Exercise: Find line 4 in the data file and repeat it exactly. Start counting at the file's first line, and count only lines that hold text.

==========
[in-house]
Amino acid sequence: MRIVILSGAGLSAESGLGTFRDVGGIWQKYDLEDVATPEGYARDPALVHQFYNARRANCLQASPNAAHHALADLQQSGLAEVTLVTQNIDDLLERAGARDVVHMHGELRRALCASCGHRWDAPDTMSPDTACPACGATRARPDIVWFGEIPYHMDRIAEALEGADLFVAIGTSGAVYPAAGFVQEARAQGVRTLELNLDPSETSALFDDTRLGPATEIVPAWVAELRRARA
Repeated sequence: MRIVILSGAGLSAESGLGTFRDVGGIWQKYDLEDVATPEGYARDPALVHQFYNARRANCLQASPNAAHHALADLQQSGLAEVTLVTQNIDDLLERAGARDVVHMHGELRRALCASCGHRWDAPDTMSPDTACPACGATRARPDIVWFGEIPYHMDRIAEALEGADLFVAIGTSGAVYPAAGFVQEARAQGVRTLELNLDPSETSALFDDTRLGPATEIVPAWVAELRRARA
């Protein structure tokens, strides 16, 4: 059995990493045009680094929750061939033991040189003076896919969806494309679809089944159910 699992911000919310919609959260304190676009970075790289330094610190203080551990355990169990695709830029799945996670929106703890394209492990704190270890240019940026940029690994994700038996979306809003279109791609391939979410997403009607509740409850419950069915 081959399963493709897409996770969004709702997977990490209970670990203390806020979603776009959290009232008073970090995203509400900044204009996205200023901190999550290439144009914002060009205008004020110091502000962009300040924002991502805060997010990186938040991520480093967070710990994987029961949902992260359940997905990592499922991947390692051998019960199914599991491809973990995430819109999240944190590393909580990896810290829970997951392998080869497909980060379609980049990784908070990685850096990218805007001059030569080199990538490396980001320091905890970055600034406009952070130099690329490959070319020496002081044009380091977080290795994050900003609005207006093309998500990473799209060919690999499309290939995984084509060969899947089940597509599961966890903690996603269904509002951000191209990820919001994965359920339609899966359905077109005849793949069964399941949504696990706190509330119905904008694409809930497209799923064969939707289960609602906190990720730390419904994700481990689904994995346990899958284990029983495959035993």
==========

């Protein structure tokens, strides 16, 4: 059995990493045009680094929750061939033991040189003076896919969806494309679809089944159910 699992911000919310919609959260304190676009970075790289330094610190203080551990355990169990695709830029799945996670929106703890394209492990704190270890240019940026940029690994994700038996979306809003279109791609391939979410997403009607509740409850419950069915 081959399963493709897409996770969004709702997977990490209970670990203390806020979603776009959290009232008073970090995203509400900044204009996205200023901190999550290439144009914002060009205008004020110091502000962009300040924002991502805060997010990186938040991520480093967070710990994987029961949902992260359940997905990592499922991947390692051998019960199914599991491809973990995430819109999240944190590393909580990896810290829970997951392998080869497909980060379609980049990784908070990685850096990218805007001059030569080199990538490396980001320091905890970055600034406009952070130099690329490959070319020496002081044009380091977080290795994050900003609005207006093309998500990473799209060919690999499309290939995984084509060969899947089940597509599961966890903690996603269904509002951000191209990820919001994965359920339609899966359905077109005849793949069964399941949504696990706190509330119905904008694409809930497209799923064969939707289960609602906190990720730390419904994700481990689904994995346990899958284990029983495959035993």